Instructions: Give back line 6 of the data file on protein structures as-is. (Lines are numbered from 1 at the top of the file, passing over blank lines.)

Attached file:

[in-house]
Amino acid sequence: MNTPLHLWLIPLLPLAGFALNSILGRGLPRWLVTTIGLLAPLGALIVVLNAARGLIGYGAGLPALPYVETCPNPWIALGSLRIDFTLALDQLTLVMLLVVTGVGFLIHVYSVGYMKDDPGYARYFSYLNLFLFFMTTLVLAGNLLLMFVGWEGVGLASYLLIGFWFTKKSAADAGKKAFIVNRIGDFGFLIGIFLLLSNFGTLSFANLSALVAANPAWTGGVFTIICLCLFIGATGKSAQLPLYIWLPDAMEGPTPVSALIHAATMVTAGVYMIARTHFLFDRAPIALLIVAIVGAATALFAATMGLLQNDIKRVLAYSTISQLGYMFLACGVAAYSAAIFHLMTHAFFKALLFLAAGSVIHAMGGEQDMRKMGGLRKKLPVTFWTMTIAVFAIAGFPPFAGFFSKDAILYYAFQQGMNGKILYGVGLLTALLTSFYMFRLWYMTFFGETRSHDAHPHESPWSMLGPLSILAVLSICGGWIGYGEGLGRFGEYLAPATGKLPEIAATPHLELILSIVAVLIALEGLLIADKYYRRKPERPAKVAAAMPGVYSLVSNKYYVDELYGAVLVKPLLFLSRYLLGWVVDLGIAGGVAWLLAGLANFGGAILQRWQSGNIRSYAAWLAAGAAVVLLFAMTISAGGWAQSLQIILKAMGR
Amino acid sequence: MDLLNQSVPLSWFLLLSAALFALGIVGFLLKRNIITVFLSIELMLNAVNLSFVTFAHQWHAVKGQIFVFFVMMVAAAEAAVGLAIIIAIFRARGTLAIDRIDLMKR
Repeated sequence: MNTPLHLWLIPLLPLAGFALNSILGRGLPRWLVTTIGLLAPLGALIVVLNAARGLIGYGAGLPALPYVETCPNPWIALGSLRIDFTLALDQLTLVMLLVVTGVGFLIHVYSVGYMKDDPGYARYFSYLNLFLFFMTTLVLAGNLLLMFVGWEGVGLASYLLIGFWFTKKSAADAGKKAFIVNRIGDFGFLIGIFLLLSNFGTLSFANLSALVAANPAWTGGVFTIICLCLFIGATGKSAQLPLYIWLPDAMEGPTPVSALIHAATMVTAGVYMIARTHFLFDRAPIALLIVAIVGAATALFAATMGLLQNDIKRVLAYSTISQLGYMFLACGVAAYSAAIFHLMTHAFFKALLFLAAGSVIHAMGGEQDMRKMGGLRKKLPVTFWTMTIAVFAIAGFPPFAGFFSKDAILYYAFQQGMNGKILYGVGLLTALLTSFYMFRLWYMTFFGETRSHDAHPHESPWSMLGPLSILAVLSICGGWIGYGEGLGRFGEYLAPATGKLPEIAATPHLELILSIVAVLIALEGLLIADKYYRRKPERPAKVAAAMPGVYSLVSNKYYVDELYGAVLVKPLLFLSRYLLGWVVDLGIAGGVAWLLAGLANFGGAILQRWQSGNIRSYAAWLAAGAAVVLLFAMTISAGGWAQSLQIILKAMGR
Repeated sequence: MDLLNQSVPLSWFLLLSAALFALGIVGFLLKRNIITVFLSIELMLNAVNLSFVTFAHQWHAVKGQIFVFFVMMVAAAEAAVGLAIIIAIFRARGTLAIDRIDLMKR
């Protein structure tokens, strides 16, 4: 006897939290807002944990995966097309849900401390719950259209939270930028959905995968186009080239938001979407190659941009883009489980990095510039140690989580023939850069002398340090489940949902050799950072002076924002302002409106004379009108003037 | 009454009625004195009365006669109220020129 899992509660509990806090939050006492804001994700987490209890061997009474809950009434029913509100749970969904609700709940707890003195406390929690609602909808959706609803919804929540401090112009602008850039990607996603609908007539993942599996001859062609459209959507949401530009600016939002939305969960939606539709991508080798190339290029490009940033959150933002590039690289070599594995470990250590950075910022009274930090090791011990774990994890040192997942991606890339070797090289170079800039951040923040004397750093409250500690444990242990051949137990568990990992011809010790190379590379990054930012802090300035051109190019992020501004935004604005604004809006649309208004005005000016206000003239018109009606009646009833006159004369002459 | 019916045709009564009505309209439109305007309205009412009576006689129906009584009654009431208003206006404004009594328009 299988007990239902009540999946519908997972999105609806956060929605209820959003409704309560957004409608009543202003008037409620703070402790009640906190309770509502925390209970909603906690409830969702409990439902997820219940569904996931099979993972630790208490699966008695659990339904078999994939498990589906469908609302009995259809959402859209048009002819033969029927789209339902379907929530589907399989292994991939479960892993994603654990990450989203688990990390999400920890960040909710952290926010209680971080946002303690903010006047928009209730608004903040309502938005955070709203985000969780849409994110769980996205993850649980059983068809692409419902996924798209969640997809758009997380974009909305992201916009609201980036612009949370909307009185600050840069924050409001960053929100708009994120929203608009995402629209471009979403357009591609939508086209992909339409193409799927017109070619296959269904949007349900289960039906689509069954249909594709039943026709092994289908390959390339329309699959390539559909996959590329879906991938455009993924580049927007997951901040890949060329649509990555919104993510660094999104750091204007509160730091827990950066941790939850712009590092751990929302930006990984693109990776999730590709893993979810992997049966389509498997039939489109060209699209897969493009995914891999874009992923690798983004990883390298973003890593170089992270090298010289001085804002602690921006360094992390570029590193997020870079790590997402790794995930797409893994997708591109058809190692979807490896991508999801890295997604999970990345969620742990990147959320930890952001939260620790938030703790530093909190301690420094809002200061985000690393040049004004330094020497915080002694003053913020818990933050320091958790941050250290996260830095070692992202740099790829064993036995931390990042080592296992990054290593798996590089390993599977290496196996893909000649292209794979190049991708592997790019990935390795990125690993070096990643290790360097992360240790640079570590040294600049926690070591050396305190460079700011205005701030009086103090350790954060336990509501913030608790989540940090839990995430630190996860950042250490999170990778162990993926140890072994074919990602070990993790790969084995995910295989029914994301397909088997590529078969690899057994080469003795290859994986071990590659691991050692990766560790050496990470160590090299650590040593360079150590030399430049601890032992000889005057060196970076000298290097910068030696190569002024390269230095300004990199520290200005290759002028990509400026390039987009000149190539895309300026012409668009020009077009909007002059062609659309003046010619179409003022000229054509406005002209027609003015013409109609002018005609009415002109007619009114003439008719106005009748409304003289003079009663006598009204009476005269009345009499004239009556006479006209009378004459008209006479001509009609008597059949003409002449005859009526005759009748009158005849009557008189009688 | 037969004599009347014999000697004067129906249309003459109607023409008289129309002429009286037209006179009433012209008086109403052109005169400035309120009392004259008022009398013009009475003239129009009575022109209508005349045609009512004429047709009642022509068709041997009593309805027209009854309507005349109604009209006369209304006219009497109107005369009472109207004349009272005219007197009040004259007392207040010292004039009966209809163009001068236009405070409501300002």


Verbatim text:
């Protein structure tokens, strides 16, 4: 006897939290807002944990995966097309849900401390719950259209939270930028959905995968186009080239938001979407190659941009883009489980990095510039140690989580023939850069002398340090489940949902050799950072002076924002302002409106004379009108003037 | 009454009625004195009365006669109220020129 899992509660509990806090939050006492804001994700987490209890061997009474809950009434029913509100749970969904609700709940707890003195406390929690609602909808959706609803919804929540401090112009602008850039990607996603609908007539993942599996001859062609459209959507949401530009600016939002939305969960939606539709991508080798190339290029490009940033959150933002590039690289070599594995470990250590950075910022009274930090090791011990774990994890040192997942991606890339070797090289170079800039951040923040004397750093409250500690444990242990051949137990568990990992011809010790190379590379990054930012802090300035051109190019992020501004935004604005604004809006649309208004005005000016206000003239018109009606009646009833006159004369002459 | 019916045709009564009505309209439109305007309205009412009576006689129906009584009654009431208003206006404004009594328009 299988007990239902009540999946519908997972999105609806956060929605209820959003409704309560957004409608009543202003008037409620703070402790009640906190309770509502925390209970909603906690409830969702409990439902997820219940569904996931099979993972630790208490699966008695659990339904078999994939498990589906469908609302009995259809959402859209048009002819033969029927789209339902379907929530589907399989292994991939479960892993994603654990990450989203688990990390999400920890960040909710952290926010209680971080946002303690903010006047928009209730608004903040309502938005955070709203985000969780849409994110769980996205993850649980059983068809692409419902996924798209969640997809758009997380974009909305992201916009609201980036612009949370909307009185600050840069924050409001960053929100708009994120929203608009995402629209471009979403357009591609939508086209992909339409193409799927017109070619296959269904949007349900289960039906689509069954249909594709039943026709092994289908390959390339329309699959390539559909996959590329879906991938455009993924580049927007997951901040890949060329649509990555919104993510660094999104750091204007509160730091827990950066941790939850712009590092751990929302930006990984693109990776999730590709893993979810992997049966389509498997039939489109060209699209897969493009995914891999874009992923690798983004990883390298973003890593170089992270090298010289001085804002602690921006360094992390570029590193997020870079790590997402790794995930797409893994997708591109058809190692979807490896991508999801890295997604999970990345969620742990990147959320930890952001939260620790938030703790530093909190301690420094809002200061985000690393040049004004330094020497915080002694003053913020818990933050320091958790941050250290996260830095070692992202740099790829064993036995931390990042080592296992990054290593798996590089390993599977290496196996893909000649292209794979190049991708592997790019990935390795990125690993070096990643290790360097992360240790640079570590040294600049926690070591050396305190460079700011205005701030009086103090350790954060336990509501913030608790989540940090839990995430630190996860950042250490999170990778162990993926140890072994074919990602070990993790790969084995995910295989029914994301397909088997590529078969690899057994080469003795290859994986071990590659691991050692990766560790050496990470160590090299650590040593360079150590030399430049601890032992000889005057060196970076000298290097910068030696190569002024390269230095300004990199520290200005290759002028990509400026390039987009000149190539895309300026012409668009020009077009909007002059062609659309003046010619179409003022000229054509406005002209027609003015013409109609002018005609009415002109007619009114003439008719106005009748409304003289003079009663006598009204009476005269009345009499004239009556006479006209009378004459008209006479001509009609008597059949003409002449005859009526005759009748009158005849009557008189009688 | 037969004599009347014999000697004067129906249309003459109607023409008289129309002429009286037209006179009433012209008086109403052109005169400035309120009392004259008022009398013009009475003239129009009575022109209508005349045609009512004429047709009642022509068709041997009593309805027209009854309507005349109604009209006369209304006219009497109107005369009472109207004349009272005219007197009040004259007392207040010292004039009966209809163009001068236009405070409501300002």